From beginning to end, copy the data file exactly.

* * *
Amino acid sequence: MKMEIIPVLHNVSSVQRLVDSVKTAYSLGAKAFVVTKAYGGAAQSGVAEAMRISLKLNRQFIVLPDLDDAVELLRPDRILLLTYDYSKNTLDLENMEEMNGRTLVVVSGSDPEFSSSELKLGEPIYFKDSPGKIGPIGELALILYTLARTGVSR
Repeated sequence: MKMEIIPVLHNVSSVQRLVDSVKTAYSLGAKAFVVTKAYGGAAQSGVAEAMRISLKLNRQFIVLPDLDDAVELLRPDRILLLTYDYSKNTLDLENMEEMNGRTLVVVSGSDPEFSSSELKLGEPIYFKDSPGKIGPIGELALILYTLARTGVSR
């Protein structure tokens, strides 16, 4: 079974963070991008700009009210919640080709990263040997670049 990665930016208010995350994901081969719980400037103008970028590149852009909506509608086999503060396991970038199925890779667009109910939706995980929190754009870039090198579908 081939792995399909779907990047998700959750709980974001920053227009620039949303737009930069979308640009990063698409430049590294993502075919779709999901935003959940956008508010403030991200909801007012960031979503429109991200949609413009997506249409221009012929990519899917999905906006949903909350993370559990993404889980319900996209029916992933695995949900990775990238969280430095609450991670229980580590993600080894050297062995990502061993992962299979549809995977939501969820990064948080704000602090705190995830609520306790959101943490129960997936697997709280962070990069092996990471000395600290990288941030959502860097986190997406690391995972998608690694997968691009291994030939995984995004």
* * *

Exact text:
Amino acid sequence: MKMEIIPVLHNVSSVQRLVDSVKTAYSLGAKAFVVTKAYGGAAQSGVAEAMRISLKLNRQFIVLPDLDDAVELLRPDRILLLTYDYSKNTLDLENMEEMNGRTLVVVSGSDPEFSSSELKLGEPIYFKDSPGKIGPIGELALILYTLARTGVSR
Repeated sequence: MKMEIIPVLHNVSSVQRLVDSVKTAYSLGAKAFVVTKAYGGAAQSGVAEAMRISLKLNRQFIVLPDLDDAVELLRPDRILLLTYDYSKNTLDLENMEEMNGRTLVVVSGSDPEFSSSELKLGEPIYFKDSPGKIGPIGELALILYTLARTGVSR
């Protein structure tokens, strides 16, 4: 079974963070991008700009009210919640080709990263040997670049 990665930016208010995350994901081969719980400037103008970028590149852009909506509608086999503060396991970038199925890779667009109910939706995980929190754009870039090198579908 081939792995399909779907990047998700959750709980974001920053227009620039949303737009930069979308640009990063698409430049590294993502075919779709999901935003959940956008508010403030991200909801007012960031979503429109991200949609413009997506249409221009012929990519899917999905906006949903909350993370559990993404889980319900996209029916992933695995949900990775990238969280430095609450991670229980580590993600080894050297062995990502061993992962299979549809995977939501969820990064948080704000602090705190995830609520306790959101943490129960997936697997709280962070990069092996990471000395600290990288941030959502860097986190997406690391995972998608690694997968691009291994030939995984995004």